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When does it become a human rights issue?

Grocery store ban raises questions in context of the North
Stewart Burnett is editor of Kivalliq News. Photo courtesy of Stewart Burnett

A Coral Harbour woman called her local Northern Store a vulgar term on social media. Does she deserve to be banned for a month for it?

As we’ve all been reminded repeatedly during the era of vaccine certification, private businesses – heck, even governments now – can deny services to just about anyone based on whatever criteria they come up with.

No shirt, no service and rude language toward staff would certainly qualify as a decent reason to ban someone from your establishment.

But this woman didn’t even enter the premises: she simply tagged the Northern Store on social media and called them a bad name, asking if the store was trying to control people.

She didn’t threaten anyone. She didn’t say, “Can’t wait ‘til I see you in person!” or call out anyone by name. She didn’t even spread any sort of false allegation. She expressed exasperation from behind a screen, as many of us do from time to time. Most of us wake up later and delete those posts.

The RCMP indicated there was already a strained relationship between this resident and the store management, so perhaps this was the straw that broke the camel’s back.

But it does raise some interesting human rights considerations when factoring in the context of Coral Harbour, a remote community with only two grocery stores.

If something happens to the Co-op and it becomes unavailable, would Northern let this particular resident in to buy food?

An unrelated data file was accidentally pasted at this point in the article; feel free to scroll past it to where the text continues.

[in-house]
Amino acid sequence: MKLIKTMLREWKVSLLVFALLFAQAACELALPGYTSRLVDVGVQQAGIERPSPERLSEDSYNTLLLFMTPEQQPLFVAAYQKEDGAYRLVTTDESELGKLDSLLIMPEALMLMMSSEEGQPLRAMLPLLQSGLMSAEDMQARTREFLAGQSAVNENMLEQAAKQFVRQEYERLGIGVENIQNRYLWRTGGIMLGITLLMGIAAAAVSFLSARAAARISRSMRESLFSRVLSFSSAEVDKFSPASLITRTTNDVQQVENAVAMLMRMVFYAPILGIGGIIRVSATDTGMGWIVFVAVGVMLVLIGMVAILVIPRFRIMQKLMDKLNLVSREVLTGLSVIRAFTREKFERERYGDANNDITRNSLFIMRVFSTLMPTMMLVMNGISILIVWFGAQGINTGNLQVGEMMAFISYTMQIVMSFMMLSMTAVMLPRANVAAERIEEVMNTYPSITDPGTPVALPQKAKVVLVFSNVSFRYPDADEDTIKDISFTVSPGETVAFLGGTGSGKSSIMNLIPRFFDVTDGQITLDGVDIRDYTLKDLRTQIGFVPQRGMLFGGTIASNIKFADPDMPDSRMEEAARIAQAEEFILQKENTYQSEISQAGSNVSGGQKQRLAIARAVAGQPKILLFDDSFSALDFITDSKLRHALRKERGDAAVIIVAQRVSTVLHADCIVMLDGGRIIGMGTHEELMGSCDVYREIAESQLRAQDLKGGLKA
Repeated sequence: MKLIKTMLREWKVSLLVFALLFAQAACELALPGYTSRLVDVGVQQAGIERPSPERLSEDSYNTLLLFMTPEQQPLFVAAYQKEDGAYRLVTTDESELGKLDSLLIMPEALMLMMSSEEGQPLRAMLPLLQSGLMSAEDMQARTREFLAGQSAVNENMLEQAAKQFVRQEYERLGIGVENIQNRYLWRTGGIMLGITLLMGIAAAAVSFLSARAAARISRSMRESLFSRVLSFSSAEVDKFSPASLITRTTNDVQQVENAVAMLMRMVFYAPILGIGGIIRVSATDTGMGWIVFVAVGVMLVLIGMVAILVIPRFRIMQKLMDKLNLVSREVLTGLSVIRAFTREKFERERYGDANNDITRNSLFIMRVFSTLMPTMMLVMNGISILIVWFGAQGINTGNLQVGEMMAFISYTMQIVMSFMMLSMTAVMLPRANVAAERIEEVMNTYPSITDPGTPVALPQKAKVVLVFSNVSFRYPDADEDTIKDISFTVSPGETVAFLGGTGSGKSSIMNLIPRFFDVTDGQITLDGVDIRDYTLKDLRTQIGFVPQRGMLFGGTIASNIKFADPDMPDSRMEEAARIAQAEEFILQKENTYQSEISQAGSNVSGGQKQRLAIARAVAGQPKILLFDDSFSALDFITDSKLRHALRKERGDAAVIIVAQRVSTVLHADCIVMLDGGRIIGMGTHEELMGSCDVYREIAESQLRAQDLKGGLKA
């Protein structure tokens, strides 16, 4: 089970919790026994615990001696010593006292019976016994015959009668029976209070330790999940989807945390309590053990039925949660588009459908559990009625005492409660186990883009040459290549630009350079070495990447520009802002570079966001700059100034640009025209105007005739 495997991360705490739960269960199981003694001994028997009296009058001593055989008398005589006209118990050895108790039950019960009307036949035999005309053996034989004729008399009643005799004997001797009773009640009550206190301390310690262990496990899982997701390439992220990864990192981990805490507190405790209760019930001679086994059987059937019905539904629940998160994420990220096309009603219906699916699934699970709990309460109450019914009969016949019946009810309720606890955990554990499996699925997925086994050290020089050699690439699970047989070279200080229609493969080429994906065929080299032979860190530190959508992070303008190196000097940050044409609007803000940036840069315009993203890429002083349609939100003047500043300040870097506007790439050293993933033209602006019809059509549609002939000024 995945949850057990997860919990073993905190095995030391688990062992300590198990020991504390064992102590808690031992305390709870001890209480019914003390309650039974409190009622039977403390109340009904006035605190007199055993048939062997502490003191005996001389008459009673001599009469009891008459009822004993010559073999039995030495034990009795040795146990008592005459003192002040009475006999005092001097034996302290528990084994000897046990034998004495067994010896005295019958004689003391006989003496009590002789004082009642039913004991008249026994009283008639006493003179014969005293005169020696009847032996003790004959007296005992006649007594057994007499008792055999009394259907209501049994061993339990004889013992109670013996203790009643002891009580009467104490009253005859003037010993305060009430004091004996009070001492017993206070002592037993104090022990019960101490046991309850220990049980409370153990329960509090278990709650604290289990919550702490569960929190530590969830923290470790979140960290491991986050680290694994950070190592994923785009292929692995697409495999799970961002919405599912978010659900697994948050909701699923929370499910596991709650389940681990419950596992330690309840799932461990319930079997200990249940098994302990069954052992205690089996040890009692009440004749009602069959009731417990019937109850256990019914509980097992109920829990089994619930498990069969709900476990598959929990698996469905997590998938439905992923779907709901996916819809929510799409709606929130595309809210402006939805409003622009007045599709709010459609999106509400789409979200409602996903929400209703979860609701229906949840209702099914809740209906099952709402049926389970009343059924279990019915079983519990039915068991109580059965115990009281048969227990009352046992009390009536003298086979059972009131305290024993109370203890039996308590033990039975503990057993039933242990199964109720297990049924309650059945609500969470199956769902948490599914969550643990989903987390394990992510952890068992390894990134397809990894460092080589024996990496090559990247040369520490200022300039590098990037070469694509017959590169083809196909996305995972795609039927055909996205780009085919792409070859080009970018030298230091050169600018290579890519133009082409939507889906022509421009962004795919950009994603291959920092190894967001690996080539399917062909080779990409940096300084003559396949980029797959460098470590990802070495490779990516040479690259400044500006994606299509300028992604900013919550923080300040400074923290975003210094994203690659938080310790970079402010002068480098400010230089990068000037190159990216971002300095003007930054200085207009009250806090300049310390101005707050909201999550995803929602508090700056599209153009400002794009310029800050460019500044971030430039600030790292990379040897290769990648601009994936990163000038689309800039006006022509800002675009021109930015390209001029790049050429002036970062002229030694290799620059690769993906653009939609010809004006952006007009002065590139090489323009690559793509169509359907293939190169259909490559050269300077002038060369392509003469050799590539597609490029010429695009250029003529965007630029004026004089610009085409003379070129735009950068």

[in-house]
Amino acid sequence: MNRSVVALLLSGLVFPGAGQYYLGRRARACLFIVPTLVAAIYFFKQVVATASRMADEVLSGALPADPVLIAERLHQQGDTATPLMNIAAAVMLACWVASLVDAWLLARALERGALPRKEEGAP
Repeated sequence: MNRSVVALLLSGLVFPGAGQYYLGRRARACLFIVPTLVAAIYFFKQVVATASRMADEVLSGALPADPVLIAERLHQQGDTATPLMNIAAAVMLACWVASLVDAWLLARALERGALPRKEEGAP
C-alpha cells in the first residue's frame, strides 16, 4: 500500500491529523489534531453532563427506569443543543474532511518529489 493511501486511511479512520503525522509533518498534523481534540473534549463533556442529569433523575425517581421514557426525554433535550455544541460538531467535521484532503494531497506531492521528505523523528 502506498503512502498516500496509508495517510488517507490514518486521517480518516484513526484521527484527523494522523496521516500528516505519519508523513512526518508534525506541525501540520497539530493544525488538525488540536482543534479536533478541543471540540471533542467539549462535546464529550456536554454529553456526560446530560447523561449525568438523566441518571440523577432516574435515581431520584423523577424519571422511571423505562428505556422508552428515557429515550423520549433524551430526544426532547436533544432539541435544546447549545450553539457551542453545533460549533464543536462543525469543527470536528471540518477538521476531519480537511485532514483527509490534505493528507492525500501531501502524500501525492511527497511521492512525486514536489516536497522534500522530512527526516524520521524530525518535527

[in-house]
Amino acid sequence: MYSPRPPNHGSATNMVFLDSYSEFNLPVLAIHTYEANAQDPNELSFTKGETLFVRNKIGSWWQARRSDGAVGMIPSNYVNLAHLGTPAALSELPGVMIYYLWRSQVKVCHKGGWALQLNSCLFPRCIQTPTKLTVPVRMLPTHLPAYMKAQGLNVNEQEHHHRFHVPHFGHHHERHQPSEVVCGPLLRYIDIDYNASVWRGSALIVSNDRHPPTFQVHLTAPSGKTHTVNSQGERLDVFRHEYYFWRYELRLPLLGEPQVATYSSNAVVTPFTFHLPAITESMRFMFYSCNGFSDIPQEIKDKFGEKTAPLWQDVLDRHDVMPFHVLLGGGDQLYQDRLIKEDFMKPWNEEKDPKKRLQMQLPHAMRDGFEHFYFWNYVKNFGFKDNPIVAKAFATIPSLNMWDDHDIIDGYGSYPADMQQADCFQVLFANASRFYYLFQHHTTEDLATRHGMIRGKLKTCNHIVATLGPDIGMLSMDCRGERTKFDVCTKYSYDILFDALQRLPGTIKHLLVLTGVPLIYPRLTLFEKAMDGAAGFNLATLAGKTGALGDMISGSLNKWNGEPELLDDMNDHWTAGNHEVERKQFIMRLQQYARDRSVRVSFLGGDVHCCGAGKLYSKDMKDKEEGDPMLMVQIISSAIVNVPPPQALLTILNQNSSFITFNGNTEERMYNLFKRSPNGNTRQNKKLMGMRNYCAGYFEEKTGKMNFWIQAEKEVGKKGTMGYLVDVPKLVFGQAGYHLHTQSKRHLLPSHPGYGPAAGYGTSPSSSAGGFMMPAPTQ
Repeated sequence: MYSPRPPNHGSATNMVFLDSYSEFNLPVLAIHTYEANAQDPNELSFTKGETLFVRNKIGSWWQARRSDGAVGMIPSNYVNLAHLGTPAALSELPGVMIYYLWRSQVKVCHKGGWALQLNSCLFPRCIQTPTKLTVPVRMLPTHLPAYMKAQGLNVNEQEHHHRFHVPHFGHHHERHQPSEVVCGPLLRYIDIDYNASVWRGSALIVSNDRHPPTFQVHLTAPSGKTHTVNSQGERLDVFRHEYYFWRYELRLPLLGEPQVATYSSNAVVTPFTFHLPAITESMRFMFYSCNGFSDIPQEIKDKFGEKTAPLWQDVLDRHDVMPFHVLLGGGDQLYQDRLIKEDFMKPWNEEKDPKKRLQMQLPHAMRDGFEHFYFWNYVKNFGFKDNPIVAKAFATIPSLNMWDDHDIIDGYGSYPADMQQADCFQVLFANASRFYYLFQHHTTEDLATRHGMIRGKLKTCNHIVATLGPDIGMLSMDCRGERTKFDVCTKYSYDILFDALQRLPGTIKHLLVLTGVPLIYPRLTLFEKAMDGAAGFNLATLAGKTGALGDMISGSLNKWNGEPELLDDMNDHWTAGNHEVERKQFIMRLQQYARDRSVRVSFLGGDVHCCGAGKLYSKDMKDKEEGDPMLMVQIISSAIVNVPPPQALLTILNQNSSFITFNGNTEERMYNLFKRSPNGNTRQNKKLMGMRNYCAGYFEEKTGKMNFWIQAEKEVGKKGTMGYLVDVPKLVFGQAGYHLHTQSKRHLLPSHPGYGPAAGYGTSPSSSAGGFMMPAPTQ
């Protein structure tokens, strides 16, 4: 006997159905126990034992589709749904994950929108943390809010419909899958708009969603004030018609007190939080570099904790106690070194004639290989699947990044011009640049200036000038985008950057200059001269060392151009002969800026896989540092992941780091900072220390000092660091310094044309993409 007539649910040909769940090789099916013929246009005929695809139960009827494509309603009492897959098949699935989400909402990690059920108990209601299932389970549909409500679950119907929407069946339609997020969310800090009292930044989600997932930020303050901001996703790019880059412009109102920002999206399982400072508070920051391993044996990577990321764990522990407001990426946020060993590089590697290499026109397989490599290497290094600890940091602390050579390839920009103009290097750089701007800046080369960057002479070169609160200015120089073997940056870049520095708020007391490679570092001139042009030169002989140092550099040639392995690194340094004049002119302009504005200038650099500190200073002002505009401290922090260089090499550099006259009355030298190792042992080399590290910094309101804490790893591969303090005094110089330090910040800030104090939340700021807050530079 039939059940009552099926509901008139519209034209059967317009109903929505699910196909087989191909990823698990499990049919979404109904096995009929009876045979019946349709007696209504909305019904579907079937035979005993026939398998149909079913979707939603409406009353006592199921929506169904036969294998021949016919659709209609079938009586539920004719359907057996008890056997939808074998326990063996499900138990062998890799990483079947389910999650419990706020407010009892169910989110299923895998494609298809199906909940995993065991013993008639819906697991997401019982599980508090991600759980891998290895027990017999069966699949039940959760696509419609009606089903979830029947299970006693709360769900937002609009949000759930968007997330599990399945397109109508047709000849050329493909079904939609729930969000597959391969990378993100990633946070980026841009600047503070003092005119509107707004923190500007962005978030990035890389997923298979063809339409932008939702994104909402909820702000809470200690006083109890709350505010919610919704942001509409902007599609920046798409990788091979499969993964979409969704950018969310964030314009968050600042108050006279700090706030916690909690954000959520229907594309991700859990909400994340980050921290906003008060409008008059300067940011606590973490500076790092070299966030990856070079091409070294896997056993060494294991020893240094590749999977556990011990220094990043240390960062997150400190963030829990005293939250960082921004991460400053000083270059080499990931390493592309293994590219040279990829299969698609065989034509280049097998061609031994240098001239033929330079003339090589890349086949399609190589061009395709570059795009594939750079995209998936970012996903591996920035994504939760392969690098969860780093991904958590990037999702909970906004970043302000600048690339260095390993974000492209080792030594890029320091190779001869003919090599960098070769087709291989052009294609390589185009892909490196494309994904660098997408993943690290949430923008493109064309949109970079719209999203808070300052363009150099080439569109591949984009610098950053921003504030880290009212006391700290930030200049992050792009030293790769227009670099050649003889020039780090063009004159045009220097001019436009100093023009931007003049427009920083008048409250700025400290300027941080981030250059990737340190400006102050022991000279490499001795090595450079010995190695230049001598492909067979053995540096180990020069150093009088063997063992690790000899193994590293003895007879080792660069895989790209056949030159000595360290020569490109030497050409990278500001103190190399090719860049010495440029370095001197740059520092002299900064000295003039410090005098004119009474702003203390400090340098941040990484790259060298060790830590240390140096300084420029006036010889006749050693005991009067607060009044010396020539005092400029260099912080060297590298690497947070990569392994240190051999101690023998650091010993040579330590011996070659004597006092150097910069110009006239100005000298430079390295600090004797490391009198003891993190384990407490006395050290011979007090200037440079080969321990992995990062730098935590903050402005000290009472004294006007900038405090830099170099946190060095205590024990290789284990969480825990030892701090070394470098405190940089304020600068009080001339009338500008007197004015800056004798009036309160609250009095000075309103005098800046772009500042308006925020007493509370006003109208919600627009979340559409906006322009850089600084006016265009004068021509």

Banning someone from essentially half of the grocery options in town is a much bigger hammer swing than a southern business banning a customer from one of hundreds of competing options.

Will this ban resonate with the resident and change her behaviour? Speaking as a stubborn person, it certainly wouldn’t change mine, and probably just inflame my feelings toward the business.

On a surface level, it seems doubtful this woman is a threat to staff at the Northern Store. Maybe she’s a threat to say some bad words or cuss them out online. Even the store manager’s explanation of the ban centred around social media harassment and online behaviour more than any sort of potential for physical violence.

The RCMP’s involvement wasn’t due to any physical threat, either: the police were simply performing a courtesy to the Northern Store by delivering the ban notice and would only become involved if a scene took place in the store.

In an ideal world, people can resolve their disagreements by talking. Few of us intend any harm in life, and most conflicts are the result of miscommunication.

As we all know too, some people can’t be talked to and seem to have no concept of taking a good-faith approach to conflict.

In the south, it’s easier to ban people who pose any sort of trouble. But in a small Nunavut community, management should probably make that a rare, last-resort option.

Perhaps the Northern Store in Coral Harbour has done just that, and this post was the end of the line.

In the nature of the North, we’re all ‘stuck’ together, whether we like each other or not. Rather than try to block out the existence of those we like less, we should probably aim to work together as positively as we can.

And that goes for the flipside, too: rather than be quick to vent online about those around us, we should give our neighbours the benefit of the doubt that they are also trying their best in imperfect circumstances.